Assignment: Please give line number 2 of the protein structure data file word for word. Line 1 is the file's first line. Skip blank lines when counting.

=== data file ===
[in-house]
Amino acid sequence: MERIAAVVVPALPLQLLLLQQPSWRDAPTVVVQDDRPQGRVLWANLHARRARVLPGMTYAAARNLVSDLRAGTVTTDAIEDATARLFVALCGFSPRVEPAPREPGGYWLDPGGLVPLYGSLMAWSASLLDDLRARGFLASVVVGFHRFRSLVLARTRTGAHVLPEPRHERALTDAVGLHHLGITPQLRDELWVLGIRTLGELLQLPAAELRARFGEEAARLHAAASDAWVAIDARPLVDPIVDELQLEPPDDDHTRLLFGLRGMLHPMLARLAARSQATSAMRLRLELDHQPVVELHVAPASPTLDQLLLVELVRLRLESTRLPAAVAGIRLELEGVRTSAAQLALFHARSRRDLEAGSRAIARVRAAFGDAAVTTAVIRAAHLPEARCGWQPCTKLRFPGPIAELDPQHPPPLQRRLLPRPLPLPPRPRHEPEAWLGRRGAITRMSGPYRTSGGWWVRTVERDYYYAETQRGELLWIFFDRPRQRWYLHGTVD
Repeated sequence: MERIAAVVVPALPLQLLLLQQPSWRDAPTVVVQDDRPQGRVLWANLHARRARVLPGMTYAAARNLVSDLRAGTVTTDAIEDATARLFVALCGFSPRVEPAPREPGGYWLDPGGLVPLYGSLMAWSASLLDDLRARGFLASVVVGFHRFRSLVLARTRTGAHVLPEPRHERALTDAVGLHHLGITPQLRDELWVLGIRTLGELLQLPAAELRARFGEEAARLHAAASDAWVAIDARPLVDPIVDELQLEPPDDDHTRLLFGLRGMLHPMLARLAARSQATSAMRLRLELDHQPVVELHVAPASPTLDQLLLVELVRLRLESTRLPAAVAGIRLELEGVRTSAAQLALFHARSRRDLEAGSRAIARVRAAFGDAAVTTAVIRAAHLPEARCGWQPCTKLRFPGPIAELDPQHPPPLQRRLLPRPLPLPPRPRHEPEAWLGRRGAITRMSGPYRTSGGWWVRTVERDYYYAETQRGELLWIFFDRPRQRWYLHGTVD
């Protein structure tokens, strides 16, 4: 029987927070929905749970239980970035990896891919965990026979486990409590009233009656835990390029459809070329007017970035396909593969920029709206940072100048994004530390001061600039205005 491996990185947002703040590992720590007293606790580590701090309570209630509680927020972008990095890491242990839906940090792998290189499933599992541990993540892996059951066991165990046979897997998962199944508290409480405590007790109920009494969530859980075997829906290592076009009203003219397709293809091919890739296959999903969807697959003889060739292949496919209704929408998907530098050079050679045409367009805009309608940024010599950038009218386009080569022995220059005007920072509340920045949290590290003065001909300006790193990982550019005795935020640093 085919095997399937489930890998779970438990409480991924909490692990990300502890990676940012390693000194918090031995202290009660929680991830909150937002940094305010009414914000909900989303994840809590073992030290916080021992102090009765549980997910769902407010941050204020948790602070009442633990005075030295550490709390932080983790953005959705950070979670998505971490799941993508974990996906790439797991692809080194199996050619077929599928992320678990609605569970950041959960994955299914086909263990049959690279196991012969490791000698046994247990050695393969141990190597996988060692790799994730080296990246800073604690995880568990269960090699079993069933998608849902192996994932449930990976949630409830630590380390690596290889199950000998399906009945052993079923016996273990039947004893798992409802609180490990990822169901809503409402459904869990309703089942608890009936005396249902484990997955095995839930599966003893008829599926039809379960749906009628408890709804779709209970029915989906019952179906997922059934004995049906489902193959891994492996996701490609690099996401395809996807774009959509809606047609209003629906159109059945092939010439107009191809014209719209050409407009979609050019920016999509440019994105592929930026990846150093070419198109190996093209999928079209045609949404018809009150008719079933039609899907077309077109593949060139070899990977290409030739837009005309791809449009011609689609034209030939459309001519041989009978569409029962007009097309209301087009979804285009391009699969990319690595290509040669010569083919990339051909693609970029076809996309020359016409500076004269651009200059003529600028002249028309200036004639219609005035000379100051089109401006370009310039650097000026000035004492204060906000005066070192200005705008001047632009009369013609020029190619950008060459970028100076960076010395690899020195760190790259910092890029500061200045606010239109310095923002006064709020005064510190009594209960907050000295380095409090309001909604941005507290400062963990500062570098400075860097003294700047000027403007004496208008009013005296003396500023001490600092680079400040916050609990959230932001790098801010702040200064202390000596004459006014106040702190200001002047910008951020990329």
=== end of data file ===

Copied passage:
Amino acid sequence: MERIAAVVVPALPLQLLLLQQPSWRDAPTVVVQDDRPQGRVLWANLHARRARVLPGMTYAAARNLVSDLRAGTVTTDAIEDATARLFVALCGFSPRVEPAPREPGGYWLDPGGLVPLYGSLMAWSASLLDDLRARGFLASVVVGFHRFRSLVLARTRTGAHVLPEPRHERALTDAVGLHHLGITPQLRDELWVLGIRTLGELLQLPAAELRARFGEEAARLHAAASDAWVAIDARPLVDPIVDELQLEPPDDDHTRLLFGLRGMLHPMLARLAARSQATSAMRLRLELDHQPVVELHVAPASPTLDQLLLVELVRLRLESTRLPAAVAGIRLELEGVRTSAAQLALFHARSRRDLEAGSRAIARVRAAFGDAAVTTAVIRAAHLPEARCGWQPCTKLRFPGPIAELDPQHPPPLQRRLLPRPLPLPPRPRHEPEAWLGRRGAITRMSGPYRTSGGWWVRTVERDYYYAETQRGELLWIFFDRPRQRWYLHGTVD